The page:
I first noticed the Mongolian Plover in a bird book as an early teen. This handsome shorebird jumped off the page, sporting a dapper red vest and Zorro-esque black mask. The name “Mongolian Plover” immediately captured my imagination. I pictured this bird scurrying out of the way across the Mongolian steppes, flushing in front of armies of horses carrying iron-clad Mongol soldiers galloping at breakneck speeds into battle. I never dreamed I’d travel to Mongolia in my early twenties, and stare up at the expansive sky which mirrored the landscape in its vastness and texture. I traveled around the country on horseback, by camel, and hanging out of old Soviet-era vans, birding lakes, mudflats, deserts, and high-alpine steppes, and was successful finding one of the few Mongolian birds I knew about before I set foot in the country. While abroad I saw a Greater sand plover, which would remain the only sand-plover on my life list until 2010, when I had great comparisons of both Greater and Lesser side-by-side along Mida Creek near Watamu, Kenya, noting overall size and shape of the bill as a key separator between the two species.
Early in my Big Year, I stopped on the same shorebird page, remembering my time in Mongolia as I mulled over the name sand plover. A twinge of curiosity shot through me as I considered the fact that I may actually see one of these handsome devils if things worked out this year. I mentally added it to my 'must see' list, and did some investigating as to what it would take to see one in North America. I found that the most reliable spot to see sand plovers was in the Spring and fall on St. Lawrence island in Alaska, near the town of Gambell. It seemed Lesser Sand Plover was almost annual there, occurring each Fall in small numbers. For most of my Big Year, I believed Gambell to be out of my reach, and I avoided believing I could actually go there during spring migration, as I had committed funds I didn’t have and time to venturing to Attu, which I voted the “harder to get to” category of Alaskan birding locations. The Fall presented a different story, and with the help of family, friends, and the birding community, I raised some funds to get up to Gambell to kick off a Fall birding adventure. Despite one report of a sand-plover, nobody could re-locate the bird, and rumors swirled as strongly as the north wind blew, discouraging many migrants from making it across from Russia.
On October 2, 2016 two Arizona birders found a Lesser Sand-plover at Round Cedar lake near Flagstaff, Arizona. After no confirmed records of this species found this Fall in Alaska, this was a good bird, and one I very much had hoped to see. To be honest, my memories of seeing this bird in Mongolia and again in Kenya had faded, and throughout the year I poured over the plates in Rare Birds of North America, and each time I looked at it I wanted to see one again. As soon as I had the chance, I flew to Los Angeles, rented a car, and drove to Arizona to see it. I'd arrived 24 hours too late. The bird had gone.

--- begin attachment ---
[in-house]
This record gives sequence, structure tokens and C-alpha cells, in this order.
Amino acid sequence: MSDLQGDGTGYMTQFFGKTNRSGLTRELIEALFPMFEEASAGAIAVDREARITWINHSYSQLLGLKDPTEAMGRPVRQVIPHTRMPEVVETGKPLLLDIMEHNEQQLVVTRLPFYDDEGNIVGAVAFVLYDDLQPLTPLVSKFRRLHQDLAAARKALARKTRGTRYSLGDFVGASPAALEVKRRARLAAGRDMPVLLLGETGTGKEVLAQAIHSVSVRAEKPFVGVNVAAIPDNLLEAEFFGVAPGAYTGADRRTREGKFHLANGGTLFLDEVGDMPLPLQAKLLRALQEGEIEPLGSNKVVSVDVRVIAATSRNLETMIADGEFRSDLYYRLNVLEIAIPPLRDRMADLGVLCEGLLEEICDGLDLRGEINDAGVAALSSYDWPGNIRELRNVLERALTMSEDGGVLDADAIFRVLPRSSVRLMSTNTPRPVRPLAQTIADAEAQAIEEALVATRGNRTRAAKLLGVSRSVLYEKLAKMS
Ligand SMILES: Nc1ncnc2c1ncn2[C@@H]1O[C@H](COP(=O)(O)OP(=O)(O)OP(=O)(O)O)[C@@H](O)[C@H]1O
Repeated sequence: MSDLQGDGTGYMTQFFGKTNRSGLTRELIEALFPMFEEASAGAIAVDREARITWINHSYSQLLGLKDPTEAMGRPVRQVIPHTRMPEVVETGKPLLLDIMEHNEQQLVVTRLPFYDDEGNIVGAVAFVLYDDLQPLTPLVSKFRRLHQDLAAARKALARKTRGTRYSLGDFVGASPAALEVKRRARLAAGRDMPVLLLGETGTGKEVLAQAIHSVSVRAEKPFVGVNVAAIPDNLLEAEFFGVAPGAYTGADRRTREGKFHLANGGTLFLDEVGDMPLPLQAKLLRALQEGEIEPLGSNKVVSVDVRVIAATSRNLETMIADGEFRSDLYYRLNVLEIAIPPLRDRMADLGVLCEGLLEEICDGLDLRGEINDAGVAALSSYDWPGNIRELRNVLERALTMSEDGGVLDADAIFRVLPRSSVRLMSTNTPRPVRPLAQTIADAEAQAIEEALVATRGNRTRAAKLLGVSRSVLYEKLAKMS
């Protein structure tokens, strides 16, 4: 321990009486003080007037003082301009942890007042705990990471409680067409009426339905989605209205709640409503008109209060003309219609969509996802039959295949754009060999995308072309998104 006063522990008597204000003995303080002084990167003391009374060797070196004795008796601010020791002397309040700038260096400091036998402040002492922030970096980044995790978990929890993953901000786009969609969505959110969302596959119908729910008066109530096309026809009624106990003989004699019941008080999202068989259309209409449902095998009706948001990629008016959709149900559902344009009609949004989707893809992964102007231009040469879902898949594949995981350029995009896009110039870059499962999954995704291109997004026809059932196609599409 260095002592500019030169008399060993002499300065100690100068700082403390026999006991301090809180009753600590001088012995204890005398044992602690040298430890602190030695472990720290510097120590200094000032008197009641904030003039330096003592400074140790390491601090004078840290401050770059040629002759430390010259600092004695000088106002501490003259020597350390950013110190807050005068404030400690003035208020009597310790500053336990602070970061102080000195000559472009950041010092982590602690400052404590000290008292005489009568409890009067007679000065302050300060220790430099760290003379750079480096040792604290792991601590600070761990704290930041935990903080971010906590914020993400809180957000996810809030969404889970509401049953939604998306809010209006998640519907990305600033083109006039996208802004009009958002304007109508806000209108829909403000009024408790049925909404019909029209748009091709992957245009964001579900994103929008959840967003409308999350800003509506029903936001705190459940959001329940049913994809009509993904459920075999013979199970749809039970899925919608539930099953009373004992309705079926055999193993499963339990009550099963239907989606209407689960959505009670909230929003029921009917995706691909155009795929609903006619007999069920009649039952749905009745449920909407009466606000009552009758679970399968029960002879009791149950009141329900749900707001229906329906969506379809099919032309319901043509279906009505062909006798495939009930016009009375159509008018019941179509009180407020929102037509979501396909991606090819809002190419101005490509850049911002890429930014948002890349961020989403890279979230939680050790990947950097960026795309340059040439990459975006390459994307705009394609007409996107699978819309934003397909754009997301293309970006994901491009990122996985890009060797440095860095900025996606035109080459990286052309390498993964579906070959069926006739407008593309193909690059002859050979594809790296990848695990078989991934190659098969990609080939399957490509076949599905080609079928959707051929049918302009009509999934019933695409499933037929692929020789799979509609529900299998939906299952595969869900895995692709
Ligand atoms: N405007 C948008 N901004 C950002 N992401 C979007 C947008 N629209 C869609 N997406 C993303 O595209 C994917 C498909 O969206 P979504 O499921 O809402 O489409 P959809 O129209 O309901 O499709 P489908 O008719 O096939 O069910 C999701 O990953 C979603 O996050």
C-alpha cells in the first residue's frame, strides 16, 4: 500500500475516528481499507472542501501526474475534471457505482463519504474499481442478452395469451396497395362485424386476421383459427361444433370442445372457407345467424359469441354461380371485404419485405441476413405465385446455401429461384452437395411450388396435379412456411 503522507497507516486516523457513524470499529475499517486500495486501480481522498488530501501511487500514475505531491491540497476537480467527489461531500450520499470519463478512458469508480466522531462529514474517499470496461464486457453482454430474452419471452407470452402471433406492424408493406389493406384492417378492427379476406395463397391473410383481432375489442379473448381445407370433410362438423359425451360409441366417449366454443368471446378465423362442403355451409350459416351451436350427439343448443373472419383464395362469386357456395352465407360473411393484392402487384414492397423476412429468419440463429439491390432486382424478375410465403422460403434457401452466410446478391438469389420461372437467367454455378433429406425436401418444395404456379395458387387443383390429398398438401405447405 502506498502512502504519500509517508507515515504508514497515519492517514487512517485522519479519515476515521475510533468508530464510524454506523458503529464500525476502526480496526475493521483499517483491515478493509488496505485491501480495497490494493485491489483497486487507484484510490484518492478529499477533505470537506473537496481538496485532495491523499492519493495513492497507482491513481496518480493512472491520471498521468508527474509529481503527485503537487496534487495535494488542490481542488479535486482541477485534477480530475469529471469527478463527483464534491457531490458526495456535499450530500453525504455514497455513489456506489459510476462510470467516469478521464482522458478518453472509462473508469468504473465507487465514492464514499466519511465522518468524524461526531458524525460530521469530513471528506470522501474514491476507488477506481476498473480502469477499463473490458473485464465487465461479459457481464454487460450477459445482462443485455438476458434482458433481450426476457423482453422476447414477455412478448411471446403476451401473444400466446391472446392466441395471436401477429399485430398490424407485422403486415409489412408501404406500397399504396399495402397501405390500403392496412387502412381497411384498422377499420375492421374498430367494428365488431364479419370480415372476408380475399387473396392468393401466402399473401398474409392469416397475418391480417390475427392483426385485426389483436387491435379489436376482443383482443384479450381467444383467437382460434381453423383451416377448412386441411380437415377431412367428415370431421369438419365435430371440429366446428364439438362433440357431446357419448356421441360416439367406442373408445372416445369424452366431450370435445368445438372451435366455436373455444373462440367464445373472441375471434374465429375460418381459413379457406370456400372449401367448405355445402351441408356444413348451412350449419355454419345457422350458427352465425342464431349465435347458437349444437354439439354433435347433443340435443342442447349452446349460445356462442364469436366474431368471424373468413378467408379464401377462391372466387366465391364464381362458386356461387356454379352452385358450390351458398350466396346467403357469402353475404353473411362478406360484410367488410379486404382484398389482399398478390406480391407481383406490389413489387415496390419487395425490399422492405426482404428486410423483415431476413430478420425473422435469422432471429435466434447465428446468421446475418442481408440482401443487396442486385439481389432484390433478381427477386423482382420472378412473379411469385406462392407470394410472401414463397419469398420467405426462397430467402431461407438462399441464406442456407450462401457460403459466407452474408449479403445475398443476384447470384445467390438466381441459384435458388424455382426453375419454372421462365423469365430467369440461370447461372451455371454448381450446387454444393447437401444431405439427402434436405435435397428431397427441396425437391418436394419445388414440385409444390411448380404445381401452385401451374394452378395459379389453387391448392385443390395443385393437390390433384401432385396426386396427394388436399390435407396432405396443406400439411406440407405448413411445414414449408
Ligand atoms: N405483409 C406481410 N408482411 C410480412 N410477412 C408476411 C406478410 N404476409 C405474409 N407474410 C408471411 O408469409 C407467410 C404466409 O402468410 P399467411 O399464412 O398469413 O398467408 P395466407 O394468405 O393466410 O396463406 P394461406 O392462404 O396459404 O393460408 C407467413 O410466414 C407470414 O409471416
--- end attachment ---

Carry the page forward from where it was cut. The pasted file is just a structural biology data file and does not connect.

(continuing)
Fortuitously, I received a second-chance while birding with Laura Keene a week later in California. We'd finished our day's search for the Yellow-green Vireo reported on Pt. Reyes, and we both drove to San Jose so she could return her rental car and we'd carpool in my rental car, which I'd already extended. After leaving the Bay area, I checked Facebook and saw a post of a "possible" Lesser sand-plover from California- right where we'd just been! The photos sure looked good for Mongolian plover, and after returning her car we headed back north to be in position to find the bird early the next morning.
A cold breeze rolled off the sand dunes toward the Pacific Ocean as I hustled down the beach before sunrise the following morning. I was outpacing another birder, who was hurrying to keep up and keep a conversation with me. Coincidentally, we'd both left the parking lot at the same time heading north along the beach to the GPS points of yesterday's exciting discovery by Matt Lau- a beautiful Mongolian Plover, which I determined from photos was a different individual than the Arizona bird the week before. I wasn't trying to ditch him, but we had different walking speeds, and I'd learned two things this year: first, birders give much better interviews after they see the bird, and recording an interview in the wind pretty much defeats the purpose of recording it. I've listened to dozens of interviews at night, realizing the wind was my main subject, and I'd lost the coherence of spoken words, unable to type out and preserve the wisdom and humor I'd heard earlier in the day.
Within the hour, I was still weaving my way up the beach, trying to spot any signs of Snowy Plovers. I saw Sanderlings running around frantically along the shoreline, scoped Scoters diving in the choppy surf, and admired the subtle differences between the ravens and crows which both gorged on the tidal feast left on the beach from the night before. I continued to walk at a brisk pace, prepared to hike 5 or 6 miles along the beach if necessary, intent on doing so quickly, as Laura was working on her computer in the car, and we had a Yellow-green Vireo to search for next. As the sun's golden rays arced over the eastern horizon, illuminating the beach in front of me, I spotted several small round white shapes darting across the beach ahead. I'd found the Snowy Plovers! The plumage of this species has evolved over time to perfectly match the color of the sand, making them near-invisible to predators when they crouch low in their burrows, becoming just another lump in the contour of the shoreline. I counted over 30 Snowy plovers, and with them was a larger, darker lump facing away from me. I'd spotted the bird!